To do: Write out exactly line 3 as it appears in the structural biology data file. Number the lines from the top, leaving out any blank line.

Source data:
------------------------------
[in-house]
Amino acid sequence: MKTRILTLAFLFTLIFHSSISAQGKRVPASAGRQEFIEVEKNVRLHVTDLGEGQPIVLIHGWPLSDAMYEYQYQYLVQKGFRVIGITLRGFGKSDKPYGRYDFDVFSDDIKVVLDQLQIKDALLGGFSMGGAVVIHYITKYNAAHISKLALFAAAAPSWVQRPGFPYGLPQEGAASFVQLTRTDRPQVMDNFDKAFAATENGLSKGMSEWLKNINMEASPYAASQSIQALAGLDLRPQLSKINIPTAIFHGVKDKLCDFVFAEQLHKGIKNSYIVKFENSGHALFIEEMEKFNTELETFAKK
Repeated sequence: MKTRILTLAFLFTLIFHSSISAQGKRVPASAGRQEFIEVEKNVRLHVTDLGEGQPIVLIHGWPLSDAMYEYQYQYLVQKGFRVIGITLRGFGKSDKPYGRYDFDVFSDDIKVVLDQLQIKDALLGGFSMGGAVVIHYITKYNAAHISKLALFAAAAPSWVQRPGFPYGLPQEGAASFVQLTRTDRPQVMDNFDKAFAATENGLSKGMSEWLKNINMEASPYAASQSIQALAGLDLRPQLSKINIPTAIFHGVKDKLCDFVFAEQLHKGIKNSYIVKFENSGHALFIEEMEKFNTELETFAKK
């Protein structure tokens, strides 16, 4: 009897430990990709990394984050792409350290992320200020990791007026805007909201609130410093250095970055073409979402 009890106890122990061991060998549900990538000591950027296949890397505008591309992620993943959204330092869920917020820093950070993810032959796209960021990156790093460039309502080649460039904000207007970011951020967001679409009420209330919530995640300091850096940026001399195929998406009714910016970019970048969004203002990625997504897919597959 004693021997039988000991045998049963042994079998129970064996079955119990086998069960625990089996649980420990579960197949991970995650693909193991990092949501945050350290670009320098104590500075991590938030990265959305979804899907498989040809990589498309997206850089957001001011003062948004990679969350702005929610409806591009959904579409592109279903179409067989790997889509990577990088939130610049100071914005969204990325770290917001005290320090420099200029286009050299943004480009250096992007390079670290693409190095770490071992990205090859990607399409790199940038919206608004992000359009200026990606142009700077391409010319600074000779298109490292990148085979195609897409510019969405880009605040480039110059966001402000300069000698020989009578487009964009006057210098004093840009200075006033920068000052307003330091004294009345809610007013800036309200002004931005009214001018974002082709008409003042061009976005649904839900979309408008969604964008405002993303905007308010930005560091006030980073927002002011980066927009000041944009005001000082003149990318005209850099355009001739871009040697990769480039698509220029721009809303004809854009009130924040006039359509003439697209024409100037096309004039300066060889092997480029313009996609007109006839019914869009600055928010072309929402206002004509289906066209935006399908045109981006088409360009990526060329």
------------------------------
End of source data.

Repeated sequence: MKTRILTLAFLFTLIFHSSISAQGKRVPASAGRQEFIEVEKNVRLHVTDLGEGQPIVLIHGWPLSDAMYEYQYQYLVQKGFRVIGITLRGFGKSDKPYGRYDFDVFSDDIKVVLDQLQIKDALLGGFSMGGAVVIHYITKYNAAHISKLALFAAAAPSWVQRPGFPYGLPQEGAASFVQLTRTDRPQVMDNFDKAFAATENGLSKGMSEWLKNINMEASPYAASQSIQALAGLDLRPQLSKINIPTAIFHGVKDKLCDFVFAEQLHKGIKNSYIVKFENSGHALFIEEMEKFNTELETFAKK